Individual participant data meta-analyses of adverse event data from randomized controlled trials of statin therapy
The Cholesterol Treatment Trialists’ (CTT) Collaboration was established in 1994, with its initial protocol being published in 1995. It was set up after it was recognized that no single lipid intervention trial would be likely to have sufficient statistical power to reliably assess mortality outcomes or look at events in particular types of patient. Its aim is to conduct periodic meta-analyses of large-scale (≥1000 participants), long-term (≥2 years scheduled treatment duration) unconfounded, randomized controlled trials of lipid intervention therapies.
The CTT Collaboration's previous work has largely focused on statin therapy, with individual participant data (IPD) on major vascular events, cancers and mortality having been collected from about 30 major statin trials (equating to approximately 175,000 trial participants). The analyses of such data have been published in the Lancet, showing that reduction of LDL cholesterol using statins substantially reduces the risk of major vascular events vascular mortality by about one fifth for each 1 mmol/L reduction in LDL cholesterol achieved in a wide range of people, but that statin therapy does not increase the risk of non-vascular causes of death or of cancer.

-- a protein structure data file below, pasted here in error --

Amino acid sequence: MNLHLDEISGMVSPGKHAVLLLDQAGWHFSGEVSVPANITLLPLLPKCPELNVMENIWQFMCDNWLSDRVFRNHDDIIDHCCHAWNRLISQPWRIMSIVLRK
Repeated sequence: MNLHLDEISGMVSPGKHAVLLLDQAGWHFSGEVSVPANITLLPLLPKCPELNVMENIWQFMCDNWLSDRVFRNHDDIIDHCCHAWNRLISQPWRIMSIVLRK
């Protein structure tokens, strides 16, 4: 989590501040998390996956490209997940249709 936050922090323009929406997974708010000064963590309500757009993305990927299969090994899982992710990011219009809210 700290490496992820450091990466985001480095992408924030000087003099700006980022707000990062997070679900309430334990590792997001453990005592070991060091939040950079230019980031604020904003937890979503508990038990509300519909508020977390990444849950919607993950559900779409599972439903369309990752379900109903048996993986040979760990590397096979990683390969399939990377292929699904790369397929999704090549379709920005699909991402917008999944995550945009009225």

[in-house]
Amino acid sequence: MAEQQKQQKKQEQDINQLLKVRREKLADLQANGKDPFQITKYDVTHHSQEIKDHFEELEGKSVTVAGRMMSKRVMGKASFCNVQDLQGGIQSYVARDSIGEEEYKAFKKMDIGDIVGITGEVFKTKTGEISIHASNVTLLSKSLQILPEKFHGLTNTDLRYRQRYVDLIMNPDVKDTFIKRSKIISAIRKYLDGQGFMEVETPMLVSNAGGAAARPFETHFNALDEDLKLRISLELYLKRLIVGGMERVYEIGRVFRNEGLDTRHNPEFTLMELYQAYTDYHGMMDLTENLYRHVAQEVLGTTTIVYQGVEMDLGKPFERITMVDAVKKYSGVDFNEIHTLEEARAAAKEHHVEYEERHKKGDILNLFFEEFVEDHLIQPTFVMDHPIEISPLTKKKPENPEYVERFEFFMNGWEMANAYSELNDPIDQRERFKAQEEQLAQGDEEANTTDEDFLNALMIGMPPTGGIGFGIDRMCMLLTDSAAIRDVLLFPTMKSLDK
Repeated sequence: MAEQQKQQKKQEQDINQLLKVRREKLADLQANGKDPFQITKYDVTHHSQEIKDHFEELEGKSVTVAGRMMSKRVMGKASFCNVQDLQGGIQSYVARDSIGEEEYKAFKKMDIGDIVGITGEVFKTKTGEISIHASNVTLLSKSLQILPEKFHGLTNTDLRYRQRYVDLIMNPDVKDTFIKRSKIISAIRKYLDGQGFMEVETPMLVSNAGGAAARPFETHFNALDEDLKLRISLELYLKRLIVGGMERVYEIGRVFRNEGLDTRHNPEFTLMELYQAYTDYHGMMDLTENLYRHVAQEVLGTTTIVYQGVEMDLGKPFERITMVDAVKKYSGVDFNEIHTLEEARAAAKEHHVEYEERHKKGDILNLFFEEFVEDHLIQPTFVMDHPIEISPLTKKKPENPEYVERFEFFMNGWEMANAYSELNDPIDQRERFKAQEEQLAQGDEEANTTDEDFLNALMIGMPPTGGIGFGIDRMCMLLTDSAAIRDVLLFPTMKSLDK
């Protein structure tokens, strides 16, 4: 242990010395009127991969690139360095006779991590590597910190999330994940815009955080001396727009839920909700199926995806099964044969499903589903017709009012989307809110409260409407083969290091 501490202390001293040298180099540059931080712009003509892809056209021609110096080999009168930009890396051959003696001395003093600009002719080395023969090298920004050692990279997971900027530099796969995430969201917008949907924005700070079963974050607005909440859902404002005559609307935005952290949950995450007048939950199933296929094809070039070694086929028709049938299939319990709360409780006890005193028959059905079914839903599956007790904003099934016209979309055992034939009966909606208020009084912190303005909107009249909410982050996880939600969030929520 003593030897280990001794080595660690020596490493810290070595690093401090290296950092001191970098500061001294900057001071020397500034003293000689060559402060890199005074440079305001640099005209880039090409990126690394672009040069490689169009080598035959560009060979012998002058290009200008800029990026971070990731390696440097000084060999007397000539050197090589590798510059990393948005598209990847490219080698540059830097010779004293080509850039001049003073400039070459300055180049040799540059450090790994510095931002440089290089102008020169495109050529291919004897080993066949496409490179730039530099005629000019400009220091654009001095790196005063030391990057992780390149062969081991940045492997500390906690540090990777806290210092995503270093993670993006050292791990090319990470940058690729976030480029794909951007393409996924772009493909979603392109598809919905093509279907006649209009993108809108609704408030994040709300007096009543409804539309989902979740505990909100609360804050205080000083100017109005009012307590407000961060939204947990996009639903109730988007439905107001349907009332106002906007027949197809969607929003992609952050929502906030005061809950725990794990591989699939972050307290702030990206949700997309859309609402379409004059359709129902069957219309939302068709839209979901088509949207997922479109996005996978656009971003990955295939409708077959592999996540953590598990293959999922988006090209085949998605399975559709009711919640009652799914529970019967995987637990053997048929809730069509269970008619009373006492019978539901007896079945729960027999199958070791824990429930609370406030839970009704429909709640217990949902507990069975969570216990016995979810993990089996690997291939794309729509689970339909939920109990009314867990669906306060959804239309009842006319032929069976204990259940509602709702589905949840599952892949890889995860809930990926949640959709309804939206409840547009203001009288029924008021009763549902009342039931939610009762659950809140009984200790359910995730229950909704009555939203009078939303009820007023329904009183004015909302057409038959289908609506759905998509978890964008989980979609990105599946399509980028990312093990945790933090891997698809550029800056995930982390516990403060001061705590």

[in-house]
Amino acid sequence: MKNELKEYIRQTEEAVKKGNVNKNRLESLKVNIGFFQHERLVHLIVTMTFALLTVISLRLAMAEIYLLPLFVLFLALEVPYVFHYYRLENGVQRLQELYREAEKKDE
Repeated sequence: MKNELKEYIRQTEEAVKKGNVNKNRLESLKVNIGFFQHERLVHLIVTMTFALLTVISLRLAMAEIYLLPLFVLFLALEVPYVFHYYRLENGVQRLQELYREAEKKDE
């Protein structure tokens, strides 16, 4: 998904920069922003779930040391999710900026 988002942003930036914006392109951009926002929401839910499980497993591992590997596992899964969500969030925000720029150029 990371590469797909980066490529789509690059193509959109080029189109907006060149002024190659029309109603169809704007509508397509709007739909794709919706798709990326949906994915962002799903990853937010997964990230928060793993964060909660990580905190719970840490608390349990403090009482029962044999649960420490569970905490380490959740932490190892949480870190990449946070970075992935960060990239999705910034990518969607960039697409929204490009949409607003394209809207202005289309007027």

It is now known that statins produce small excess risks of myopathy (and more rarely, of rhabdomyolysis), and that they increase the risk of new-onset diabetes mellitus, and also probably of haemorrhagic stroke, but these risks are small. However, there has recently been an upsurge in public concern that statins may cause a wider range of side-effects such as muscle pain, depression, cognitive impairment and cataracts. These concerns have received considerable media coverage, and many people at risk of cardiovascular disease have endangered their health by stopping statin medication.
To address these concerns, the CTT Collaboration is extending the CTT IPD meta-analysis dataset to encompass all recorded adverse events for each of the participating trials so as to provide a more complete understanding of the nature and magnitude of any other effects (either adverse or beneficial) of statin therapy.
Research Experience, Research Methods and Training
- Working with senior staff to carry out analyses specified in the CTT 2016 protocol (http://www.ahjonline.com/article/S0002-8703%2816%2900032-6/pdf).
- 2. Interpreting the findings of these meta-analyses.
Field Work, Secondments, Industry Placements and Training
Students will learn to collaborate with trialists, follow statistical analysis plans, use medical coding dictionaries, interpret analyses and draft manuscripts.
A clinically qualified doctor, or graduate in a related subject, with highly developed numeracy skills and an interest in the field of cardiovascular medicine.